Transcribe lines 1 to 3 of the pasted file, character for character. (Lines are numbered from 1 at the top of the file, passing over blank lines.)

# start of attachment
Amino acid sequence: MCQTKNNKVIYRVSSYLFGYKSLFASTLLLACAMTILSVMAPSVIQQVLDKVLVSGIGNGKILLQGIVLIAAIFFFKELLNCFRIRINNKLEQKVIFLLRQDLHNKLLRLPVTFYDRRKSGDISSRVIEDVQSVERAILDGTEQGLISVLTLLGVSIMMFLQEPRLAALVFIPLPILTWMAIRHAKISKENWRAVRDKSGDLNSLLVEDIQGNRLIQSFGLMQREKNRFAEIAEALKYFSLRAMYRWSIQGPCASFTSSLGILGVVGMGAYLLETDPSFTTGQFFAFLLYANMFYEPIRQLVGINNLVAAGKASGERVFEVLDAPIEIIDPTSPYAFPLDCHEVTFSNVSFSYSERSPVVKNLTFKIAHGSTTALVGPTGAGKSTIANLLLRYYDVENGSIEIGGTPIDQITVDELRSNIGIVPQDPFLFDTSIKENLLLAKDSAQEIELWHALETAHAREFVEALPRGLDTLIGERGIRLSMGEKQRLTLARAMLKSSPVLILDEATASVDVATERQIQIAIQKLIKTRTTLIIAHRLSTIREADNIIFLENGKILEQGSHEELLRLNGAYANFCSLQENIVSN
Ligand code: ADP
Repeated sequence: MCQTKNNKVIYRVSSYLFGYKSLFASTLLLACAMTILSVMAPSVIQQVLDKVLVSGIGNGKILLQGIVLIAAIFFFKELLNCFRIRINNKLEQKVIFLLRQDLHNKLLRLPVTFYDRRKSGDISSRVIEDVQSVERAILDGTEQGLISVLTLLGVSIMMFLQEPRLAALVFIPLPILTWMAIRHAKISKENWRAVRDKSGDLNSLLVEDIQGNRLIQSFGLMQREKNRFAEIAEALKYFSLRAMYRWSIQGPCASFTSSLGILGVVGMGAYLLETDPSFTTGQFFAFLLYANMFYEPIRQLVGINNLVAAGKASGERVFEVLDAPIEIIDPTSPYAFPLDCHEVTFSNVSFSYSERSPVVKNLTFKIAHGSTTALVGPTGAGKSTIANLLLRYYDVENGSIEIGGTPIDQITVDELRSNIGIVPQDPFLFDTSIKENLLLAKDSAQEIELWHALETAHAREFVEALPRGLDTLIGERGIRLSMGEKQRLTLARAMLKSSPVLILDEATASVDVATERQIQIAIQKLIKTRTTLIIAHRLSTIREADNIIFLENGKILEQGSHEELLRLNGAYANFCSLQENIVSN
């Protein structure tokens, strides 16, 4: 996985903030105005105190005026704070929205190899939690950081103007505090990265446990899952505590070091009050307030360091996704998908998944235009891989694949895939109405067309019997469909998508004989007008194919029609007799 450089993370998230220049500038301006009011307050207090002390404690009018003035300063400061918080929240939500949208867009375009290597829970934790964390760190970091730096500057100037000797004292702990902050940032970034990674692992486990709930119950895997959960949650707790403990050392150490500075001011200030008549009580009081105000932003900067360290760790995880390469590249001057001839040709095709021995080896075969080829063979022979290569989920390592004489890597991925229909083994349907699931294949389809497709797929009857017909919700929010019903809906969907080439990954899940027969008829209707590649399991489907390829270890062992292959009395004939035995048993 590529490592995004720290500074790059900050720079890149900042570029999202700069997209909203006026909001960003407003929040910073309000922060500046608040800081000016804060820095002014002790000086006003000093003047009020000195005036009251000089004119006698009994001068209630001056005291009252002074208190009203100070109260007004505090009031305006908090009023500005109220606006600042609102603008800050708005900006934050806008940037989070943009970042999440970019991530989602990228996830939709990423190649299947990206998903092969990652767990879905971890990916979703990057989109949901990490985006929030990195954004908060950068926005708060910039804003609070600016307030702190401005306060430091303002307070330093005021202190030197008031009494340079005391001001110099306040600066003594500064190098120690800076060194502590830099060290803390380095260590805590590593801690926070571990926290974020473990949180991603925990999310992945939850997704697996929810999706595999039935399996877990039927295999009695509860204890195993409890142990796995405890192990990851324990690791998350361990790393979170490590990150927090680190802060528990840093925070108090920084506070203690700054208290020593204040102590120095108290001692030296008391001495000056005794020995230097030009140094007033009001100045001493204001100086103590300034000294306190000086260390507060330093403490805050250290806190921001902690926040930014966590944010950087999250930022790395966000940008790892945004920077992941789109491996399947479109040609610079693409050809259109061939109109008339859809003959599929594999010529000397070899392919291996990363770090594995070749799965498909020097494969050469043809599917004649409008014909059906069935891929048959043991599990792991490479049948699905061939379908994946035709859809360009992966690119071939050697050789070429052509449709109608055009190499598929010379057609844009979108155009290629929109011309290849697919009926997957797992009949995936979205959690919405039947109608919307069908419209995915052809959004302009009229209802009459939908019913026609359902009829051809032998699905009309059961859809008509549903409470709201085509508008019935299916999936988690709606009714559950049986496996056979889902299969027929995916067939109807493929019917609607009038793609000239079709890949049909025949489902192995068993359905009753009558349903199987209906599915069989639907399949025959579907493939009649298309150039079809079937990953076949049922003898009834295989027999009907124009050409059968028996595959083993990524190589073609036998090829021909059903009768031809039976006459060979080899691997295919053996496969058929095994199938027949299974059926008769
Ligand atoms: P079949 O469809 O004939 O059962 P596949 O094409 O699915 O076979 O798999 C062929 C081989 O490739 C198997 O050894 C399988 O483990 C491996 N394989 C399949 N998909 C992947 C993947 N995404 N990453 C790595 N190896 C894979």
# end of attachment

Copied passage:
Amino acid sequence: MCQTKNNKVIYRVSSYLFGYKSLFASTLLLACAMTILSVMAPSVIQQVLDKVLVSGIGNGKILLQGIVLIAAIFFFKELLNCFRIRINNKLEQKVIFLLRQDLHNKLLRLPVTFYDRRKSGDISSRVIEDVQSVERAILDGTEQGLISVLTLLGVSIMMFLQEPRLAALVFIPLPILTWMAIRHAKISKENWRAVRDKSGDLNSLLVEDIQGNRLIQSFGLMQREKNRFAEIAEALKYFSLRAMYRWSIQGPCASFTSSLGILGVVGMGAYLLETDPSFTTGQFFAFLLYANMFYEPIRQLVGINNLVAAGKASGERVFEVLDAPIEIIDPTSPYAFPLDCHEVTFSNVSFSYSERSPVVKNLTFKIAHGSTTALVGPTGAGKSTIANLLLRYYDVENGSIEIGGTPIDQITVDELRSNIGIVPQDPFLFDTSIKENLLLAKDSAQEIELWHALETAHAREFVEALPRGLDTLIGERGIRLSMGEKQRLTLARAMLKSSPVLILDEATASVDVATERQIQIAIQKLIKTRTTLIIAHRLSTIREADNIIFLENGKILEQGSHEELLRLNGAYANFCSLQENIVSN
Ligand code: ADP
Repeated sequence: MCQTKNNKVIYRVSSYLFGYKSLFASTLLLACAMTILSVMAPSVIQQVLDKVLVSGIGNGKILLQGIVLIAAIFFFKELLNCFRIRINNKLEQKVIFLLRQDLHNKLLRLPVTFYDRRKSGDISSRVIEDVQSVERAILDGTEQGLISVLTLLGVSIMMFLQEPRLAALVFIPLPILTWMAIRHAKISKENWRAVRDKSGDLNSLLVEDIQGNRLIQSFGLMQREKNRFAEIAEALKYFSLRAMYRWSIQGPCASFTSSLGILGVVGMGAYLLETDPSFTTGQFFAFLLYANMFYEPIRQLVGINNLVAAGKASGERVFEVLDAPIEIIDPTSPYAFPLDCHEVTFSNVSFSYSERSPVVKNLTFKIAHGSTTALVGPTGAGKSTIANLLLRYYDVENGSIEIGGTPIDQITVDELRSNIGIVPQDPFLFDTSIKENLLLAKDSAQEIELWHALETAHAREFVEALPRGLDTLIGERGIRLSMGEKQRLTLARAMLKSSPVLILDEATASVDVATERQIQIAIQKLIKTRTTLIIAHRLSTIREADNIIFLENGKILEQGSHEELLRLNGAYANFCSLQENIVSN